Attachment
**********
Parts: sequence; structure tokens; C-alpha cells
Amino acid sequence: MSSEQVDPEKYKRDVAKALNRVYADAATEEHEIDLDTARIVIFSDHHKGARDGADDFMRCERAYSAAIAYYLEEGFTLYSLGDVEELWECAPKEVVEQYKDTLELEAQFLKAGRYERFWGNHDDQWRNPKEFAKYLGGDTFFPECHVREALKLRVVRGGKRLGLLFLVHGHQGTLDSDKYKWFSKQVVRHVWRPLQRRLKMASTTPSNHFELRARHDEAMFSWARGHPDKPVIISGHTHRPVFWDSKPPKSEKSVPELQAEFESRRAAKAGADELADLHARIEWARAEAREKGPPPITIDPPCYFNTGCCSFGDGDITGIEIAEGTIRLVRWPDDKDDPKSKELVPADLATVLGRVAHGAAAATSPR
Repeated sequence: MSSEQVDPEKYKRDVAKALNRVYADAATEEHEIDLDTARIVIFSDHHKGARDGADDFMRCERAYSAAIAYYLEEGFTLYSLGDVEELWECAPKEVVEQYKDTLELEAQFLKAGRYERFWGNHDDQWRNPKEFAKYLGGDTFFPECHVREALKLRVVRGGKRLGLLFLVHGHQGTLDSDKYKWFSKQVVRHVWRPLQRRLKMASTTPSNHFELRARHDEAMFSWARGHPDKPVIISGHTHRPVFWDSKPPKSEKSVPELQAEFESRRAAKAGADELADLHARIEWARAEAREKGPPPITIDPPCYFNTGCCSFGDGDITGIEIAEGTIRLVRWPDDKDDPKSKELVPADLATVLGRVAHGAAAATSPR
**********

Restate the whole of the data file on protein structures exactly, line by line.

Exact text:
Parts: sequence; structure tokens; C-alpha cells
Amino acid sequence: MSSEQVDPEKYKRDVAKALNRVYADAATEEHEIDLDTARIVIFSDHHKGARDGADDFMRCERAYSAAIAYYLEEGFTLYSLGDVEELWECAPKEVVEQYKDTLELEAQFLKAGRYERFWGNHDDQWRNPKEFAKYLGGDTFFPECHVREALKLRVVRGGKRLGLLFLVHGHQGTLDSDKYKWFSKQVVRHVWRPLQRRLKMASTTPSNHFELRARHDEAMFSWARGHPDKPVIISGHTHRPVFWDSKPPKSEKSVPELQAEFESRRAAKAGADELADLHARIEWARAEAREKGPPPITIDPPCYFNTGCCSFGDGDITGIEIAEGTIRLVRWPDDKDDPKSKELVPADLATVLGRVAHGAAAATSPR
Repeated sequence: MSSEQVDPEKYKRDVAKALNRVYADAATEEHEIDLDTARIVIFSDHHKGARDGADDFMRCERAYSAAIAYYLEEGFTLYSLGDVEELWECAPKEVVEQYKDTLELEAQFLKAGRYERFWGNHDDQWRNPKEFAKYLGGDTFFPECHVREALKLRVVRGGKRLGLLFLVHGHQGTLDSDKYKWFSKQVVRHVWRPLQRRLKMASTTPSNHFELRARHDEAMFSWARGHPDKPVIISGHTHRPVFWDSKPPKSEKSVPELQAEFESRRAAKAGADELADLHARIEWARAEAREKGPPPITIDPPCYFNTGCCSFGDGDITGIEIAEGTIRLVRWPDDKDDPKSKELVPADLATVLGRVAHGAAAATSPR